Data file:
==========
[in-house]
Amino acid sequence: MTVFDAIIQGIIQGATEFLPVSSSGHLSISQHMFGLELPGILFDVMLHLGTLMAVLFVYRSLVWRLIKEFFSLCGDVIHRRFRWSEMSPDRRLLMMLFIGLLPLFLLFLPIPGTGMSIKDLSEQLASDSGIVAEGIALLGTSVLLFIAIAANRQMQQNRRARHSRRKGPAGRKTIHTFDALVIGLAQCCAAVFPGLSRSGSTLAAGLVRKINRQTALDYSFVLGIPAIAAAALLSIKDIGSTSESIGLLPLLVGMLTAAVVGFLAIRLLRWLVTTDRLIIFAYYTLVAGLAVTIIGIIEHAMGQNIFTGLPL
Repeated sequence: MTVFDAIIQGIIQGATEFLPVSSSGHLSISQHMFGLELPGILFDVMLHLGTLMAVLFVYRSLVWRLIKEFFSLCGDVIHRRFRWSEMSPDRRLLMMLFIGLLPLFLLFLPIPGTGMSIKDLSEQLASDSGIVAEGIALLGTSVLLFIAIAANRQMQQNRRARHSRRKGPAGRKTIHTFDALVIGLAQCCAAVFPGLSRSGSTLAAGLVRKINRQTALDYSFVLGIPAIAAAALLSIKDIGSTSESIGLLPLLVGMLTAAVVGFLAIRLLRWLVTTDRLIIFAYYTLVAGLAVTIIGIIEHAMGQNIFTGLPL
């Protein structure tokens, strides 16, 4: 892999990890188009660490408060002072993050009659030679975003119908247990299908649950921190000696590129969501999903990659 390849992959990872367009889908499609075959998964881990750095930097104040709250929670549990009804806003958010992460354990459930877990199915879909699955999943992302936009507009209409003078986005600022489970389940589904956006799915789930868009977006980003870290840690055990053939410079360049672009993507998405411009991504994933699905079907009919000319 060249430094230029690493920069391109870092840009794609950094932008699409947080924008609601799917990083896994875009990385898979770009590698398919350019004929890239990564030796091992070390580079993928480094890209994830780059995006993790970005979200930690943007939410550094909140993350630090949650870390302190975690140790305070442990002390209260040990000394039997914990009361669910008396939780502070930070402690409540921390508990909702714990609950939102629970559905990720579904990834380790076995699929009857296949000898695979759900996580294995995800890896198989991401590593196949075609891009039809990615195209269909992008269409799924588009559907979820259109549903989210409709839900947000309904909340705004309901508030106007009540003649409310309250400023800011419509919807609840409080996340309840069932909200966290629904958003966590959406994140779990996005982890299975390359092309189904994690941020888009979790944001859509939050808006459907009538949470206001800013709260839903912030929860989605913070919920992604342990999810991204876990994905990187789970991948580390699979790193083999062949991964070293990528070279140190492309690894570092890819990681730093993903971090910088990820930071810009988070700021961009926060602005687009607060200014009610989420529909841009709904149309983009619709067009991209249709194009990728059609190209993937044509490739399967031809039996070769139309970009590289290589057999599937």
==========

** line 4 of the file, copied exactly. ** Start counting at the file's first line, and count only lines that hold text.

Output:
């Protein structure tokens, strides 16, 4: 892999990890188009660490408060002072993050009659030679975003119908247990299908649950921190000696590129969501999903990659 390849992959990872367009889908499609075959998964881990750095930097104040709250929670549990009804806003958010992460354990459930877990199915879909699955999943992302936009507009209409003078986005600022489970389940589904956006799915789930868009977006980003870290840690055990053939410079360049672009993507998405411009991504994933699905079907009919000319 060249430094230029690493920069391109870092840009794609950094932008699409947080924008609601799917990083896994875009990385898979770009590698398919350019004929890239990564030796091992070390580079993928480094890209994830780059995006993790970005979200930690943007939410550094909140993350630090949650870390302190975690140790305070442990002390209260040990000394039997914990009361669910008396939780502070930070402690409540921390508990909702714990609950939102629970559905990720579904990834380790076995699929009857296949000898695979759900996580294995995800890896198989991401590593196949075609891009039809990615195209269909992008269409799924588009559907979820259109549903989210409709839900947000309904909340705004309901508030106007009540003649409310309250400023800011419509919807609840409080996340309840069932909200966290629904958003966590959406994140779990996005982890299975390359092309189904994690941020888009979790944001859509939050808006459907009538949470206001800013709260839903912030929860989605913070919920992604342990999810991204876990994905990187789970991948580390699979790193083999062949991964070293990528070279140190492309690894570092890819990681730093993903971090910088990820930071810009988070700021961009926060602005687009607060200014009610989420529909841009709904149309983009619709067009991209249709194009990728059609190209993937044509490739399967031809039996070769139309970009590289290589057999599937």